The Children Are Still Poor in America
By Hannah Matthews
Since the early part of the decade, the number of young children–those from birth to 5 years of age–living in poverty in the United States has been climbing. While that number held steady in 2012, according to data released today from the U.S. Census, the poverty report is far from good news.
Our babies are still poor.
Nearly 6 million young children–one in four children under the age of 6–live in poor households. The rate is higher yet for young Black children and young Hispanic children.
What’s more, nearly half of young children live in low-income households that have to manage with incomes less than twice the poverty threshold. To put this number into perspective, a low-income household has annual earnings of less than $46,100 for a family of four. This measure is a more accurate way of assessing the amount of income a family needs to make ends meet when considering a modern household budget with health care, child care, and other costs.
It’s the fourth straight year that approximately a quarter of young children under age six have been poor. Yet, inexplicably, these 6 million children have yet to provoke a national outcry.
Children growing up in poverty experience poorer health, higher incidence of developmental delays and learning disabilities, and greater hunger compared to their peers. The prevalence of poverty is highest during the earliest, most formative years of children’s lives. Infants and toddlers in poor families go without basic needs and endure hardships associated with poverty during a time of early development that lays the foundation for future growth and learning.
The experience of living in poverty matters for every one of these children. It matters for our country as well. Research shows poverty is a strong predictor of children’s success in school and adult employment and earnings. So we all have a stake in these children. If nearly a quarter of our nation’s youngest children live in families without the means to support their healthy development, we all suffer. Poor health, educational attainment, and future earnings will harm our country and our future productivity as much as it will hamper individual’s success in life.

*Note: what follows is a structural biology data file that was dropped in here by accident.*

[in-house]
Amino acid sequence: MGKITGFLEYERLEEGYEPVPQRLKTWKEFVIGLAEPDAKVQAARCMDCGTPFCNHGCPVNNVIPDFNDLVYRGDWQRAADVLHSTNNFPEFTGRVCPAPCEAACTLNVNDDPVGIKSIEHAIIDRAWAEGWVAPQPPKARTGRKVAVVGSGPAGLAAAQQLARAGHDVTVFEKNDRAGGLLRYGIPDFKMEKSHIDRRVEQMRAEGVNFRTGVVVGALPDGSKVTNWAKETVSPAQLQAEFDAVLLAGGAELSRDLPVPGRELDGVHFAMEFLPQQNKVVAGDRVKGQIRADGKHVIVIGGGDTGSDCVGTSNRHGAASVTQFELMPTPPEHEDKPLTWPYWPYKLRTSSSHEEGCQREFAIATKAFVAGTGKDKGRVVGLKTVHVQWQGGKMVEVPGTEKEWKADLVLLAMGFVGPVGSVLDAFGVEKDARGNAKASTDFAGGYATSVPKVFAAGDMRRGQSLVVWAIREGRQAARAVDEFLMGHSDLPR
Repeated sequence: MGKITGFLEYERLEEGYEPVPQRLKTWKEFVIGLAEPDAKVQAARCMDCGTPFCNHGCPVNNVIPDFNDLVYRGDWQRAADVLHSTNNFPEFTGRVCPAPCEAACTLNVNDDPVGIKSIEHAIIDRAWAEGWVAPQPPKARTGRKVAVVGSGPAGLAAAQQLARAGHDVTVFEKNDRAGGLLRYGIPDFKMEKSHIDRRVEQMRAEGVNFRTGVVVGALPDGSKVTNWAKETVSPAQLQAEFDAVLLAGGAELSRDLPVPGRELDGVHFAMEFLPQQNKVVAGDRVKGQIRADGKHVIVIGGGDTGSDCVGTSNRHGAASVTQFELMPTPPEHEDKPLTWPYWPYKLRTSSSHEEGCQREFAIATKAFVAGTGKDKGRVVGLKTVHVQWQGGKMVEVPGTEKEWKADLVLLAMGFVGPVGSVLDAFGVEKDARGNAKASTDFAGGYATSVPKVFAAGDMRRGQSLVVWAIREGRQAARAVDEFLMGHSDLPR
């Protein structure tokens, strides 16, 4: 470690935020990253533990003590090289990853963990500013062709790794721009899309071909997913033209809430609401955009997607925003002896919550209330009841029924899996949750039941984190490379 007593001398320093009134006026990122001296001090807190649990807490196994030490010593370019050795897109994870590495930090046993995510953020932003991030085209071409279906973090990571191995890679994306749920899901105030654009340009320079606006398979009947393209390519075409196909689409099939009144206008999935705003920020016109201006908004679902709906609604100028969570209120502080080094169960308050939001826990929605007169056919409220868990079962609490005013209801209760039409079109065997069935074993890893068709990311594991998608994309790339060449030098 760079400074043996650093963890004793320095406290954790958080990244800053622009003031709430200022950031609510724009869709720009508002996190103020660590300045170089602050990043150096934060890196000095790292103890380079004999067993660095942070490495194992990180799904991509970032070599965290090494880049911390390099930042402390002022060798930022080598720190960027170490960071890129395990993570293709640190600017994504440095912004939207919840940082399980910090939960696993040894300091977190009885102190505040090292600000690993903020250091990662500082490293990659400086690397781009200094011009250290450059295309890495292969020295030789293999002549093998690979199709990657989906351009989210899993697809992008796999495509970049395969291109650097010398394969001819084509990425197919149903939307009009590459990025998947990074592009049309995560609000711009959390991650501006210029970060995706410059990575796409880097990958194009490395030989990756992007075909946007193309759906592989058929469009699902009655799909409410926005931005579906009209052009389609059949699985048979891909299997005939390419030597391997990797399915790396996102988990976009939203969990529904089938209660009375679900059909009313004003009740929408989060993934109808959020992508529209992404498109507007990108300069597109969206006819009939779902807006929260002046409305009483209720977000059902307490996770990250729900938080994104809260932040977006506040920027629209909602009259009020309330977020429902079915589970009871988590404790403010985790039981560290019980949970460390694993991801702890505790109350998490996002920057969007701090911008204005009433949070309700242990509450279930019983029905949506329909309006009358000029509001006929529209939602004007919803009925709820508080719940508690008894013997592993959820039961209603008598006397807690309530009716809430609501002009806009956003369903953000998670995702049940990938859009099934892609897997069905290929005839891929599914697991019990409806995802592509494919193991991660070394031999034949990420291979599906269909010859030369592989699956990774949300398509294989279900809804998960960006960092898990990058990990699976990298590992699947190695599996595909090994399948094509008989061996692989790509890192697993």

The consequences of childhood poverty are not surprising. It’s intuitive that children living in households with less means would experience deprivation that puts them behind their peers on a range of measures.
What’s less widely understood are the causes of poverty and the characteristics of poor families. While families with full-time earners are less likely to be poor, nearly 28 percent of poor families with related children under age 6 include a member who works full-time, year-round.
Not only are these families working in jobs that fail to provide sufficient wages to meet their household expenses, these parents are struggling to balance care for their children with the very real demands of low-wage work. The nature of employment among the working poor makes it difficult to raise children. Few low-wage parents have access to paid time off, making it especially challenging to care for newborn or sick children. Unstable and nonstandard work schedules, increasingly a characteristic of low-wage work, make securing stable child care difficult and complicate parents’ ability to balance home and work obligations. Stress associated with low-wage work may add to parental stress that has a negative impact on children’s development.
The high costs of child care contribute to poverty. Poor families paying for child care spend an estimated 30 percent of their income on child care, compared to 8 percent for families above poverty.
Today’s poverty numbers should be intolerable. Our youngest children are still poor, and we shouldn’t expect our babies, toddlers, and preschoolers to do something to change that. And it’s inexcusable that they are destined to spend the rest of their lives trying to play catch up. It’s time, as a country, to acknowledge that our future depends on all our children getting the supports they need for a strong start in life. We have policy solutions that support parents’ ability to work and provide for their families and that strengthen early foundations for children. These solutions include increasing access to quality jobs, paid family and medical leave, and affordable child care and early education, and they would go a long way to supporting children’s healthy development and helping to alleviate the impact of child poverty.
Our babies can’t wait.